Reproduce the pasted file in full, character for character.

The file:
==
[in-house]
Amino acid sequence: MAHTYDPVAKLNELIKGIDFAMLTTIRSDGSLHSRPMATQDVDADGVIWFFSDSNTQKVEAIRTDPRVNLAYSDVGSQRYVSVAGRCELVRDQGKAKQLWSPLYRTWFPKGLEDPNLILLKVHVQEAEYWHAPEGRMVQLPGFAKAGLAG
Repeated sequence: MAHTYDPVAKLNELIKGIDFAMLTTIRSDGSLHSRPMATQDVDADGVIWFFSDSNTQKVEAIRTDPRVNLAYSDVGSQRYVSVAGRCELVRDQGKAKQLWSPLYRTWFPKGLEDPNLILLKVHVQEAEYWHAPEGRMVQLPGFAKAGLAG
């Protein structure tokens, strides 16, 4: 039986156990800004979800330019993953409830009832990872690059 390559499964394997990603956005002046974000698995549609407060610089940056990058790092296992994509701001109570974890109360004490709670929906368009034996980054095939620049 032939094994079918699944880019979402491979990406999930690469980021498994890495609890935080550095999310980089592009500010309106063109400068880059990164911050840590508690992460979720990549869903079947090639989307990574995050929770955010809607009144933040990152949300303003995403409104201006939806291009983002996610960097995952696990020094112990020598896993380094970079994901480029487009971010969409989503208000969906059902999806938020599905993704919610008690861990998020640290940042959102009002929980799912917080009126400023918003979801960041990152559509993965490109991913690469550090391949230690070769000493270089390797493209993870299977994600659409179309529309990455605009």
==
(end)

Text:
[in-house]
Amino acid sequence: MAHTYDPVAKLNELIKGIDFAMLTTIRSDGSLHSRPMATQDVDADGVIWFFSDSNTQKVEAIRTDPRVNLAYSDVGSQRYVSVAGRCELVRDQGKAKQLWSPLYRTWFPKGLEDPNLILLKVHVQEAEYWHAPEGRMVQLPGFAKAGLAG
Repeated sequence: MAHTYDPVAKLNELIKGIDFAMLTTIRSDGSLHSRPMATQDVDADGVIWFFSDSNTQKVEAIRTDPRVNLAYSDVGSQRYVSVAGRCELVRDQGKAKQLWSPLYRTWFPKGLEDPNLILLKVHVQEAEYWHAPEGRMVQLPGFAKAGLAG
């Protein structure tokens, strides 16, 4: 039986156990800004979800330019993953409830009832990872690059 390559499964394997990603956005002046974000698995549609407060610089940056990058790092296992994509701001109570974890109360004490709670929906368009034996980054095939620049 032939094994079918699944880019979402491979990406999930690469980021498994890495609890935080550095999310980089592009500010309106063109400068880059990164911050840590508690992460979720990549869903079947090639989307990574995050929770955010809607009144933040990152949300303003995403409104201006939806291009983002996610960097995952696990020094112990020598896993380094970079994901480029487009971010969409989503208000969906059902999806938020599905993704919610008690861990998020640290940042959102009002929980799912917080009126400023918003979801960041990152559509993965490109991913690469550090391949230690070769000493270089390797493209993870299977994600659409179309529309990455605009």